3) Currently, you can set either a callback for the whole port or
per-pin. The major difference is found in how callback is called:

-> port callback: the pin parameter of the callback is a bitfield,
each bit telling which pin generated and int.

-> pin callback: the pin parameter is the pin number and not anymore
a bit in a bitfield.
Another issue of the current API is the confusion caused by
'gpio_port_enable_callback()' and 'gpio_pin_enable_callback()'.

With the changes proposed later in this thread, you could have a
unified call:
'gpio_enable_callback(struct device *port, uint32_t pinmask)' (or something like it)


[...]


Cheers,
--
Vinicius


Iván Briano <ivan.briano at intel.com...>
 

On Mon, 07 Mar 2016 11:13:55 -0300, Vinicius Costa Gomes wrote:
Hi,

Sorry if I am a little too late.

Tomasz Bursztyka <tomasz.bursztyka(a)linux.intel.com> writes:

Hi,

I would like to propose some changes to the public GPIO API.
Addressing major 2 issues which I faced while writing some code using
the API. And an third one, related to the consistency of the API.

API issues:
==========

1) the callback might need to know about the context: Let's say you
have a driver which sets a gpio callback. As soon as there is 2
instances of this driver, it won't be able to tell which instance
does that callback call belongs to (unless keeping book about which
gpio port/pin relates to which inner instance which is ugly)

2) 2+ different sub-system might need to set a callback: One
sub-system might be interested to get notified when pin X generated
an interrupt, when another would be interested by pin Y.

3) Currently, you can set either a callback for the whole port or
per-pin. The major difference is found in how callback is called:

-> port callback: the pin parameter of the callback is a bitfield,
each bit telling which pin generated and int.

-> pin callback: the pin parameter is the pin number and not anymore
a bit in a bitfield.
Another issue of the current API is the confusion caused by
'gpio_port_enable_callback()' and 'gpio_pin_enable_callback()'.

With the changes proposed later in this thread, you could have a
unified call:
'gpio_enable_callback(struct device *port, uint32_t pinmask)' (or something like it)
Consider there's a set/unset function in those changes, do we need to
enable? Can't we infer from the callbacks the user sets?


Tomasz Bursztyka
 

Hi Vinicius,

Another issue of the current API is the confusion caused by
'gpio_port_enable_callback()' and 'gpio_pin_enable_callback()'.

With the changes proposed later in this thread, you could have a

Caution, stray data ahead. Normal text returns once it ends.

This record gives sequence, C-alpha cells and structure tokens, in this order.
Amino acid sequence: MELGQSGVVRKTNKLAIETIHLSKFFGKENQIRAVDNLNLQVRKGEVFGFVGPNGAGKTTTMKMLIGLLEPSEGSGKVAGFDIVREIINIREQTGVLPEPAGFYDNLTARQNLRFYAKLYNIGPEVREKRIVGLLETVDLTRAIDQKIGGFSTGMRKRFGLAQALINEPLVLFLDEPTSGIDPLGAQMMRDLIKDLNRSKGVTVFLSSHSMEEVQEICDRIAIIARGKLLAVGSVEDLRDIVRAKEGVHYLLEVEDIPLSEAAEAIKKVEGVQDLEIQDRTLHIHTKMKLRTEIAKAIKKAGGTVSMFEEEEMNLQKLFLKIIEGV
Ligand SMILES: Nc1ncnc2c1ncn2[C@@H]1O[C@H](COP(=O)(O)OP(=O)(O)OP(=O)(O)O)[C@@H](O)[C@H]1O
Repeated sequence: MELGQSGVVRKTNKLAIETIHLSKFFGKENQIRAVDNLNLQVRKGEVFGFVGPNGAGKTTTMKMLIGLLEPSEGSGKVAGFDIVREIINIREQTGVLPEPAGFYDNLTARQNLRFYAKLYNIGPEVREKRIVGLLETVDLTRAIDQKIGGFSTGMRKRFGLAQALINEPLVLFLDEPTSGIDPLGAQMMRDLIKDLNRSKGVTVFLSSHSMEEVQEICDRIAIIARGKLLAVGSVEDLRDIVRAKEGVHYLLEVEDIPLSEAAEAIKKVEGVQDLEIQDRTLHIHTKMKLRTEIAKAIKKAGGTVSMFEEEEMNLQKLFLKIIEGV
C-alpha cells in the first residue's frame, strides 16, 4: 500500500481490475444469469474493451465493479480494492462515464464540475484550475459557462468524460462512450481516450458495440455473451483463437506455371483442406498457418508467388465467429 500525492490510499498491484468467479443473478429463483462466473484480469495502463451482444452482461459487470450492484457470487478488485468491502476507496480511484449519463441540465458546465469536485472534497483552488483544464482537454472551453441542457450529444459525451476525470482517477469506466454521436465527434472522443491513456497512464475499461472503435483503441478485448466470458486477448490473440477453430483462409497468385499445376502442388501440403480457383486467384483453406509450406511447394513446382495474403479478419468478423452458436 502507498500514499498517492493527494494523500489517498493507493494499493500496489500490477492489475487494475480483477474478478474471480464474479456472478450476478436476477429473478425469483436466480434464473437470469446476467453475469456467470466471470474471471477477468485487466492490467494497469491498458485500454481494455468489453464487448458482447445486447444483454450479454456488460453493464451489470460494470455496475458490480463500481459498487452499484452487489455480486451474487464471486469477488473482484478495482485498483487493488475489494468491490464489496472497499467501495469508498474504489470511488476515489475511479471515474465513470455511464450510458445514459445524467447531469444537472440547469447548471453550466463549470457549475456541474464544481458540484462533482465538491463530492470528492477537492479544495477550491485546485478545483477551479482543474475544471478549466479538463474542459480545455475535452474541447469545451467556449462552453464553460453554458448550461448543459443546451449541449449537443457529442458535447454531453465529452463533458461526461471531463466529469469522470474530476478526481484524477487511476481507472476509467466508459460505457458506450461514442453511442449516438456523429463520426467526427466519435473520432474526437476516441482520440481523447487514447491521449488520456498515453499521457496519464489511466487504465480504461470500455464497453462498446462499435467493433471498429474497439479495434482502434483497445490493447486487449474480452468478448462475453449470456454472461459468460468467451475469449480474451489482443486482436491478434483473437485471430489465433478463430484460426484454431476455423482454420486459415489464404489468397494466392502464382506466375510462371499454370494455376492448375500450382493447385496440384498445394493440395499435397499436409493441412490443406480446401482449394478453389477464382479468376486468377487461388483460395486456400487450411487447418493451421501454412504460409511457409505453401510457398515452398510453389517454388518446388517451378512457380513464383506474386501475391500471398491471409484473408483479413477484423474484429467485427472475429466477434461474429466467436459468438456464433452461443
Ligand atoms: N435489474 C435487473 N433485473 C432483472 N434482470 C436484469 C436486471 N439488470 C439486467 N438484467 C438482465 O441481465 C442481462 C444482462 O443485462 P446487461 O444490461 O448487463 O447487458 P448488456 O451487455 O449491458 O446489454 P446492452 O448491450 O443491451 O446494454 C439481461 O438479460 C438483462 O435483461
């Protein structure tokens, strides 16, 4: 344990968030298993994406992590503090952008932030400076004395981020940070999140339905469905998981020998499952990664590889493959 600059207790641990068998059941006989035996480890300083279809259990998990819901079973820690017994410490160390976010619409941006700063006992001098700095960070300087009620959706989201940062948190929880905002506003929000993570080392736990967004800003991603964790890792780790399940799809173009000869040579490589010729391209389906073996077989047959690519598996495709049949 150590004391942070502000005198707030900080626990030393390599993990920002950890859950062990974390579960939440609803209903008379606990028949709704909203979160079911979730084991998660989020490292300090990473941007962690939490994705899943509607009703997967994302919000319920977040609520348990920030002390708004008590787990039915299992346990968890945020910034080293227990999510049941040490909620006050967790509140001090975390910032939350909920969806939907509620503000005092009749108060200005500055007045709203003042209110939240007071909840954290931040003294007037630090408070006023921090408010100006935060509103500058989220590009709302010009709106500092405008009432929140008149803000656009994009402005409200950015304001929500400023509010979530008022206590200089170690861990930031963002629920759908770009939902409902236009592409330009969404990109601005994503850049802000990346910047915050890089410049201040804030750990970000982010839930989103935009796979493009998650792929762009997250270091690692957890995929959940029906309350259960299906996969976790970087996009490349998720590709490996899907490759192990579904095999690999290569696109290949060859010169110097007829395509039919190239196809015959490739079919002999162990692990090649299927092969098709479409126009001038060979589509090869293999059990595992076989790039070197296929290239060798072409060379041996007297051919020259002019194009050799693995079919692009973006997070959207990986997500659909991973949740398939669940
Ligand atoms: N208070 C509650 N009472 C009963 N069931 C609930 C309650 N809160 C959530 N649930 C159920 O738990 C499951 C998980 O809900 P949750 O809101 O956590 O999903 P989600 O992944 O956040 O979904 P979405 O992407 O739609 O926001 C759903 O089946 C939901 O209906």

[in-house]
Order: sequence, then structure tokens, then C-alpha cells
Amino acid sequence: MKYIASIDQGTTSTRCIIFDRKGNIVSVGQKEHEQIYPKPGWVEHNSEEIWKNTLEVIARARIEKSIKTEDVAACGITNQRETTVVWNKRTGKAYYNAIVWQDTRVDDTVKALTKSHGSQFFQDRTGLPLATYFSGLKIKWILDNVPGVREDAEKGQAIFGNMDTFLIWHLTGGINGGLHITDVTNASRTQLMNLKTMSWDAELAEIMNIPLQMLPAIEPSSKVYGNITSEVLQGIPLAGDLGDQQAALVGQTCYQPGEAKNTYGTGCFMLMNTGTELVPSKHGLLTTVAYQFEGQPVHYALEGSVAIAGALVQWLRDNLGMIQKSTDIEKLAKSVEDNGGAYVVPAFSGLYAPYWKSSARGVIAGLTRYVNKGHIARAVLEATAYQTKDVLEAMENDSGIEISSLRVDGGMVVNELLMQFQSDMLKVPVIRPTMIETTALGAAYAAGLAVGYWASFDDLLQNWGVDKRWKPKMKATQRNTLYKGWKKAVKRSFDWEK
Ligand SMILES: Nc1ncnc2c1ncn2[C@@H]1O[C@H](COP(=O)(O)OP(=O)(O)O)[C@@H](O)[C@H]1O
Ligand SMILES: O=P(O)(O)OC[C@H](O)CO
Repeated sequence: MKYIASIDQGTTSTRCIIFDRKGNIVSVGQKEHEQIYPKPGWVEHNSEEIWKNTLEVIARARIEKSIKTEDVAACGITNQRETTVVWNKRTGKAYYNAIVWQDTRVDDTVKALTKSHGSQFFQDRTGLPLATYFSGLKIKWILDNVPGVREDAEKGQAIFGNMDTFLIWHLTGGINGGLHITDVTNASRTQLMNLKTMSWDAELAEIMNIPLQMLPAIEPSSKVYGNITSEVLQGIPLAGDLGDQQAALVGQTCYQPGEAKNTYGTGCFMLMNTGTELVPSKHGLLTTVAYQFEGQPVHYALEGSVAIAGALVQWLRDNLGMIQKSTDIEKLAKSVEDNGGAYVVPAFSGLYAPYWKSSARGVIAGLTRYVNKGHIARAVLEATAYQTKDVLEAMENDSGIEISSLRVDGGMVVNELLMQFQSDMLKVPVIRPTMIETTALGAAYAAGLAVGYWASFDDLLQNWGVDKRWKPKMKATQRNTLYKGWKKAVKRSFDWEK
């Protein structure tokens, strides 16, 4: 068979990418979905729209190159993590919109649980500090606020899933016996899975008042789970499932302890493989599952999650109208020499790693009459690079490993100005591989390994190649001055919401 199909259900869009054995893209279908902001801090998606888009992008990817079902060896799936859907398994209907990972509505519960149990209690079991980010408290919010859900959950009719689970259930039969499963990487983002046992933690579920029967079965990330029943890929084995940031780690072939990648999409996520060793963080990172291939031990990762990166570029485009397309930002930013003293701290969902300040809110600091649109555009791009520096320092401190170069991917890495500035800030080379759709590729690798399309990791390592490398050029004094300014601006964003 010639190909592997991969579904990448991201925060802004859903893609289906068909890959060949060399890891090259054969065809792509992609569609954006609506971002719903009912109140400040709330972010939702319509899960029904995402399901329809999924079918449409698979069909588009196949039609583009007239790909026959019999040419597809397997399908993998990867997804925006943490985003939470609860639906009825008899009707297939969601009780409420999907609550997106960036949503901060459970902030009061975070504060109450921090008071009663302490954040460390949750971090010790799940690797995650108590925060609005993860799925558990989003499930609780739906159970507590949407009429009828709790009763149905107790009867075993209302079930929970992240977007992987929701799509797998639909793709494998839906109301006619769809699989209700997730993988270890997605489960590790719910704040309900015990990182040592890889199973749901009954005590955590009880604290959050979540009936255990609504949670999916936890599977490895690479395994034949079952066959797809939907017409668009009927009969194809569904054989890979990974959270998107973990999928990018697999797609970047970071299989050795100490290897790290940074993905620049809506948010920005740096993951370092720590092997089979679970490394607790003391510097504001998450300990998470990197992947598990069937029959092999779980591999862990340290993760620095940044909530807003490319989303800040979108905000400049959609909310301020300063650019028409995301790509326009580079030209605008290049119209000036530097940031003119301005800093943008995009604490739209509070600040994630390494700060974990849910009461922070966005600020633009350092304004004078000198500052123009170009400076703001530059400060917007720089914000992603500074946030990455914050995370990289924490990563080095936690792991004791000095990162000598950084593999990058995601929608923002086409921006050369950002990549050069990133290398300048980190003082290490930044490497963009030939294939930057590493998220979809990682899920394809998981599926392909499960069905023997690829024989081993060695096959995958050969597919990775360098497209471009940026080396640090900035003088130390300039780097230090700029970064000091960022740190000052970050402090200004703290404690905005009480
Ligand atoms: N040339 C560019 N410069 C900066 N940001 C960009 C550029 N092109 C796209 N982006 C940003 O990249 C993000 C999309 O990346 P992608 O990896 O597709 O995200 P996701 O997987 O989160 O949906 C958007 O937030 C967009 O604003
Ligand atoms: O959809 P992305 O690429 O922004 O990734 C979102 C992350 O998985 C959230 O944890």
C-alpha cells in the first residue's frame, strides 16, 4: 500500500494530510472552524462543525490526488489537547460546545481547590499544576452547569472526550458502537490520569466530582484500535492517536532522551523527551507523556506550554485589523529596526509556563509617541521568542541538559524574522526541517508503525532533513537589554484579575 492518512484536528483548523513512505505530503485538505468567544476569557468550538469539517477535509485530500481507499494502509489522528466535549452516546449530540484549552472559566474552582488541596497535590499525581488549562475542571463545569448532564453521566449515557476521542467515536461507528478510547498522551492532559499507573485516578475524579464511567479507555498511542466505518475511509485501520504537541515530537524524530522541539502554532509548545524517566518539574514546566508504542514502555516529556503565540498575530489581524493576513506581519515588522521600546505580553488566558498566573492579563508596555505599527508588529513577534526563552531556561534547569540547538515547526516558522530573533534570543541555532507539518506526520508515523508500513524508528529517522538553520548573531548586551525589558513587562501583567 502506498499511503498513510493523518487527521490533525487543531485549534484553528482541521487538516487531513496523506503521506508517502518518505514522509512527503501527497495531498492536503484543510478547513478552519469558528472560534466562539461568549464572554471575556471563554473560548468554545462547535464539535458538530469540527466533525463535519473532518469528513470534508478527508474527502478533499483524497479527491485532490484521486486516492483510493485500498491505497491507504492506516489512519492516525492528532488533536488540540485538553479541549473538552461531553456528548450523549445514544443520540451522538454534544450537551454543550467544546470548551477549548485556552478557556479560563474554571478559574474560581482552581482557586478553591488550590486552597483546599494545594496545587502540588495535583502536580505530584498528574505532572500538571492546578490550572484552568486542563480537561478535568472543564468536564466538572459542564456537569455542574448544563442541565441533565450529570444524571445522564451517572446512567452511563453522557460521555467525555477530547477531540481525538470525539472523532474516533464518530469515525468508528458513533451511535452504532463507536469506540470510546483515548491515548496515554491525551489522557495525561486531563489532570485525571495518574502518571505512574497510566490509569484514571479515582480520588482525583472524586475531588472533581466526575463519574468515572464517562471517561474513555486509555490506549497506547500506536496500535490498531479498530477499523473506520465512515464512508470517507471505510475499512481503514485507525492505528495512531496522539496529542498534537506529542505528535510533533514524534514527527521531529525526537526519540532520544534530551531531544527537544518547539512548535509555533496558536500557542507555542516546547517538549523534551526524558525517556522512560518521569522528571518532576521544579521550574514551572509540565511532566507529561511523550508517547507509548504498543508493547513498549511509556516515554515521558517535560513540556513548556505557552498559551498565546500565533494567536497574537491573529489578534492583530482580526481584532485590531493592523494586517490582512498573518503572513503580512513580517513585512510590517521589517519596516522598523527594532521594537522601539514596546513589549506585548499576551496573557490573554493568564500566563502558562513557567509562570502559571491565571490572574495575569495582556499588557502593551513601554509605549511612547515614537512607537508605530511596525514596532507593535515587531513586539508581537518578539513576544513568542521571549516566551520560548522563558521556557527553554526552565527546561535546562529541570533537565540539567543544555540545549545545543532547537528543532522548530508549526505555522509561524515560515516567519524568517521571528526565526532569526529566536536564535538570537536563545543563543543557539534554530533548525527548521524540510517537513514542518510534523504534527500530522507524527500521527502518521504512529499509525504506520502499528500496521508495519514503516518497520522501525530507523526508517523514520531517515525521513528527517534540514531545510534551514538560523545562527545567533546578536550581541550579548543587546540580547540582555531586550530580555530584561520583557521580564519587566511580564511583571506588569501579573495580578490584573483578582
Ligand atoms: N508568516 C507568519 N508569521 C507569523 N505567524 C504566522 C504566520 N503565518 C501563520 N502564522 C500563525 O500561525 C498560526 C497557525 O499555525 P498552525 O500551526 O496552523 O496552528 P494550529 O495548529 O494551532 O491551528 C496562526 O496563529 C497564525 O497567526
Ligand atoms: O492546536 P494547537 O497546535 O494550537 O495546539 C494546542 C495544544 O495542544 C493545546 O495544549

unified call:
'gpio_enable_callback(struct device *port, uint32_t pinmask)' (or something like it)
gpio_port_callback() make the callback called, whatever pins is
triggering the interrupt and enabled or not (callback wise).
So they are different (documentation could be better though)

gpio_dw.c implementation is awkward however: I don't think it should by
default enable the int on pin 0.

Tomasz


Tomasz Bursztyka
 

Hi Iván,


Another issue of the current API is the confusion caused by
'gpio_port_enable_callback()' and 'gpio_pin_enable_callback()'.

With the changes proposed later in this thread, you could have a
unified call:
'gpio_enable_callback(struct device *port, uint32_t pinmask)' (or something like it)
Consider there's a set/unset function in those changes, do we need to
enable? Can't we infer from the callbacks the user sets?
It's 2 different features:
- one (un)install a callback function (and the pins it's interested in)
- one enable or disable the interrupt trigger (and keeps track of it) of
one pin.

You might want to inhibate a pin to raise a cb, without removing the
callback that would be used for other pins.

For instance

gpio_set_callback(my_cb) /* interested by pin x and y*/
gpio_enable_callback(pin_y)

and:
my_cb(pins) {
if (pins & pin_y) {
gpio_disable_callback(pin_y)
gpio_enable_callback(pin_x)
} else {
gpio_disable_callback(pin_x)
gpio_enable_callback(pin_y)
}
}

Something like that could be needed.

Tomasz


Vinicius Costa Gomes
 

Tomasz Bursztyka <tomasz.bursztyka(a)linux.intel.com> writes:

Hi Vinicius,

Another issue of the current API is the confusion caused by
'gpio_port_enable_callback()' and 'gpio_pin_enable_callback()'.

With the changes proposed later in this thread, you could have a
unified call:
'gpio_enable_callback(struct device *port, uint32_t pinmask)' (or something like it)
gpio_port_callback() make the callback called, whatever pins is
triggering the interrupt and enabled or not (callback wise).
So they are different (documentation could be better though)
I am just wondering that in the "old" API '_port_enable_callback()' was
a way to have the callback called with the pins expressed in a bitmask,
now the same behaviour can be achieved by running
'_pin_enable_callback(port, 0xffffffff)'. Just saying that, with the new